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Annotation from the Connection Collection

You are viewing a record from the Connection Collection, a searchable annotated bibliography database. It links you with research-based information that you can use to connect schools, families, and communities.

Title:Preventing conduct problems, promoting social competence: A parent and teacher training partnership in Head Start
Author:Webster-Stratton, C., Reid, M. J., & Hammond, M.
Year:2001
Resource Type:Journal Article
Publication
Information:
Journal of Clinical Child Psychology, 30(3)

pp. 283-302
Connection:School-Family
Education Level:Elementary, Early Childhood/Pre-K
Literature type:Research and Evaluation

Annotation:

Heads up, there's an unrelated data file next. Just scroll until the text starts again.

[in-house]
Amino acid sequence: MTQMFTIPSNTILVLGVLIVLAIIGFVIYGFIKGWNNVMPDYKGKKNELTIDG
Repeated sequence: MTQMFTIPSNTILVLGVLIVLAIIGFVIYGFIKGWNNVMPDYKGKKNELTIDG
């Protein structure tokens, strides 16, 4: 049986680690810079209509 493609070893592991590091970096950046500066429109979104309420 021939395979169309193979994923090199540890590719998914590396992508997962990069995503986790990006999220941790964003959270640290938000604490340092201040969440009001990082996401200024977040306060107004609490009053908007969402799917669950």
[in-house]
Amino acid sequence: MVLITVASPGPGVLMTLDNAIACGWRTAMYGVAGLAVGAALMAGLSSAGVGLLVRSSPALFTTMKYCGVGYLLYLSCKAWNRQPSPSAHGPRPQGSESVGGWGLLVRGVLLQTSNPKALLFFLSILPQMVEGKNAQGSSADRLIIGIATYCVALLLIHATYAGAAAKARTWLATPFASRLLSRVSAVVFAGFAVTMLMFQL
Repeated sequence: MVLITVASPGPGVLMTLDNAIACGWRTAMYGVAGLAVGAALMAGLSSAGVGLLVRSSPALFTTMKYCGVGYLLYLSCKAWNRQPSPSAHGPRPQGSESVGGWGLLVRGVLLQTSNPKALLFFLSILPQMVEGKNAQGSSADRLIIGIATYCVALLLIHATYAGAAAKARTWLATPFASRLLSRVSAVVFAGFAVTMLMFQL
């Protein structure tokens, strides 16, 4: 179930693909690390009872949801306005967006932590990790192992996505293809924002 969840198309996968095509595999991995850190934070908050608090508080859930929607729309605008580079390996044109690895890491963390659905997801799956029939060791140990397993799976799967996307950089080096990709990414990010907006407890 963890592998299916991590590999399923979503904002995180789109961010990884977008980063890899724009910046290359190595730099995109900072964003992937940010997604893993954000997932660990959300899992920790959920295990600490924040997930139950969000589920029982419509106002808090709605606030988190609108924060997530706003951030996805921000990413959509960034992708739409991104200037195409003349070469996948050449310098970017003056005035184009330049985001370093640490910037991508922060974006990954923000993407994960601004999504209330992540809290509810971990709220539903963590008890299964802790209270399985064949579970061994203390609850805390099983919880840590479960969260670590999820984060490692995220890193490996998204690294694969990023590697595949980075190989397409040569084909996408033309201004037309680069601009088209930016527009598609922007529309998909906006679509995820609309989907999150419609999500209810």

This study investigates the effectiveness of Head Start parent and teacher training on positive parenting, parent-teacher bonding, and child conduct problems at home and school over a one-year period. The training was successful in increasing positive parenting styles and parent-school bonds and in reducing harsh discipline of experiment-group mothers. Children showed significant reductions in conduct problems at school, and teachers showed improved classroom management. The follow-up of the experimental children one year later showed that 80% of the high-risk children (who exhibit risk behavior like aggression, noncompliance, or poor social skills) had moved into the low risk range. Over 300 Head Start families were assigned randomly to experimental or control groups. A monthly one-day training was provided for six months, with reinforcement from at-home or refresher meetings. Assessment consisted of home and classroom observations plus teacher and parent reports. Trained observers used the Dyadic Parent-Child Interactive Coding System├ÉRevised (Robinson and Eyberg, 1981); other measures were used to code the teacher observations. The research suggests that parent and teacher training programs can strengthen factors such as competence in parenting and childrenÕs social skills; authors propose that these interventions might also offer potential for reducing conduct problems in later years. The authors state their findings do not generalize to all Head Start parents since only half of the families participated from the focus Head Start Centers; also, despite randomization, the experimental and control groups were not equivalent in minority status. Practitioners and early care teachers who are interested in reducing childrenÕs conduct problems might look into the training model and materials used for this intervention.

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